Over the weekend, I came across the following story, which was published in the New York Times back on January 19, 1988:
Isidor I. Rabi, the Nobel laureate in physics was once asked, ”Why did you become a scientist, rather than a doctor or lawyer or businessman, like the other immigrant kids in your neighborhood?”
”My mother made me a scientist without ever intending it. Every other Jewish mother in Brooklyn would ask her child after school: ‘So? Did you learn anything today?’ But not my mother. She always asked me a different question. ‘Izzy,’ she would say, ‘did you ask a good question today?’ That difference – asking good questions – made me become a scientist!”
Rabi’s mother intuitively understood that asking good questions is the path to insightful learning, or as Dan Rothstein and Luz Santana put it in Teaching Students to Ask Their Own Questions (Harvard Education Letter, September/October 2011), “When students know how to ask their own questions, they take greater ownership of their learning, deepen comprehension, and make new connections and discoveries on their own.”
Unfortunately, as Rothstein and Santana go on to say, “this skill is rarely, if ever, deliberately taught to students from kindergarten through high school. Typically, questions are seen as the province of teachers, who spend years figuring out how to craft questions and fine-tune them to stimulate students’ curiosity or engage them more effectively. We have found that teaching students to ask their own questions can accomplish these same goals while teaching them a critical lifelong skill.”
If instead of physics Isidor Rabi had pursued a career in supply chain management, I’m sure he would have been just as successful, and he would have credited his success to the same skill that made him a Nobel laureate: his ability to ask questions, and to refine and prioritize them.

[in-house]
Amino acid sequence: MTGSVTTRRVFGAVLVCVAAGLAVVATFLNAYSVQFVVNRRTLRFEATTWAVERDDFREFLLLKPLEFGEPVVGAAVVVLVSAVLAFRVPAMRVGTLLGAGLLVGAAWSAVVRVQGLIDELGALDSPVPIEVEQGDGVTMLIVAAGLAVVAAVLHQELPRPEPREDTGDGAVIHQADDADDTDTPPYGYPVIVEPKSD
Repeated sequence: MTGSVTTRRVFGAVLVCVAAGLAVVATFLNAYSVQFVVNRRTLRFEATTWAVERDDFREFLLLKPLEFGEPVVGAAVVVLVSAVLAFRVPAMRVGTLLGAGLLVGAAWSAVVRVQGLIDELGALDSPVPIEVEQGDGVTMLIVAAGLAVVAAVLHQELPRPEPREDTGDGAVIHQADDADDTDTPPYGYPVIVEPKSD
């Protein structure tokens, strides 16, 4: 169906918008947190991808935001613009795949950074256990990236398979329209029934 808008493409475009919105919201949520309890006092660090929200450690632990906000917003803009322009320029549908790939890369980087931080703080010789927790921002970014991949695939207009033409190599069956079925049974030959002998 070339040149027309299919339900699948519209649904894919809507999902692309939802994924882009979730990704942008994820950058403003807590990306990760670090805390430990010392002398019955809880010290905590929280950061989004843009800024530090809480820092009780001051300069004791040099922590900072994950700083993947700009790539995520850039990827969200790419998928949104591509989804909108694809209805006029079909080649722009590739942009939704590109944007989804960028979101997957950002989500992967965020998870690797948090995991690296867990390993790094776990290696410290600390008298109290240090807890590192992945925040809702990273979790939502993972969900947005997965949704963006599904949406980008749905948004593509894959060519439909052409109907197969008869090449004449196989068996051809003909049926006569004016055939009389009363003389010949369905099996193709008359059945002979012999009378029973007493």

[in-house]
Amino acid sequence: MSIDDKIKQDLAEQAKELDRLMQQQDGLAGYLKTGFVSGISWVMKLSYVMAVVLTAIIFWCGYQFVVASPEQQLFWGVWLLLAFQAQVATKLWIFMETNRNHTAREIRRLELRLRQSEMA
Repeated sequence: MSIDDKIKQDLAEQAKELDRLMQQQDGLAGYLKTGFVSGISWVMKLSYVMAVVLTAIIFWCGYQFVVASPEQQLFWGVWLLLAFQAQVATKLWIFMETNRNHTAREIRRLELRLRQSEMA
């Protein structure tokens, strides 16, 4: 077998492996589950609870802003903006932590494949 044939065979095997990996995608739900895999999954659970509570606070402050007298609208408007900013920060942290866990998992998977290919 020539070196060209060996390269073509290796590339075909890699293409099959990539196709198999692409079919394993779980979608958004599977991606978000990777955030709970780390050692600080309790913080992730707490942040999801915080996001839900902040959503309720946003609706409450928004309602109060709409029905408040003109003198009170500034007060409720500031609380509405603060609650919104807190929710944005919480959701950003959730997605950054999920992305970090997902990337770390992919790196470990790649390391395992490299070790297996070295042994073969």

If nothing else, supply chain management is a discipline of constant inquiry. It’s about continuously asking Why?, How?, What?, When?, and Who? to find solutions to problems as they emerge (which happens every day) and to develop new ideas that pave the way to innovation and continuous improvement (which should happen every day too). As the young woman who won this year’s Food Shippers of America John J. Murphy Scholarship said in her acceptance speech, “I chose a career in supply chain management because I know I won’t live the same day twice.”
However, in my experience as an educator and practitioner, I agree with Rothstein and Santata: asking good questions is a skill many of us lack. So, how can we develop it? Rothstein and Santana, along with their colleagues at the Right Question Institute, developed a process called the Question Formulation Technique (QFT) that “helps students learn how to produce their own questions, improve them, and strategize on how to use them.” The QFT has six key steps, which are described in more detail in the article:
- Teachers Design a Question Focus
- Students Produce Questions
- Students Improve Their Questions
- Students Prioritize Their Questions
- Students and Teachers Decide Next Steps
- Students Reflect on What They Have Learned
My recommendation, which I first made a couple of years ago in Try This Exercise with Your Supply Chain Team, is for supply chain leaders (“teachers”) to introduce the QFT process at their next team meeting, and present team members (“students”) with a Question Focus (QFocus), which is “a prompt that can be presented in the form of a statement or a visual or aural aid to focus and attract student attention and quickly stimulate the formation of questions.” Here are some QFocus ideas I came up with:
- Statement: Our customers order a product online and receive it within an hour.
- Statement: Our 3PL partners will make more profit next year, and we’ll save more money.
- Statement: The West Coast ports will shut down for six weeks starting in September.
- Visual Aid: A picture of an empty store shelf and another with misplaced items.
- Visual Aid: A picture of a line of trucks waiting to be unloaded at the warehouse.
- Visual Aid: A picture of a child working in a foreign factory.
The process of developing questions, and refining and prioritizing them, will lead you to new ideas and insights about how to improve your supply chain. Finding the “right” answer to a supply chain problem or opportunity begins by asking the “right” questions. We just have to develop and strengthen that skill.
You can start with just yourself. Make the time to ask a question every week about something you’re working on or interests you and see where the search for answers takes you. I promise, you won’t be disappointed.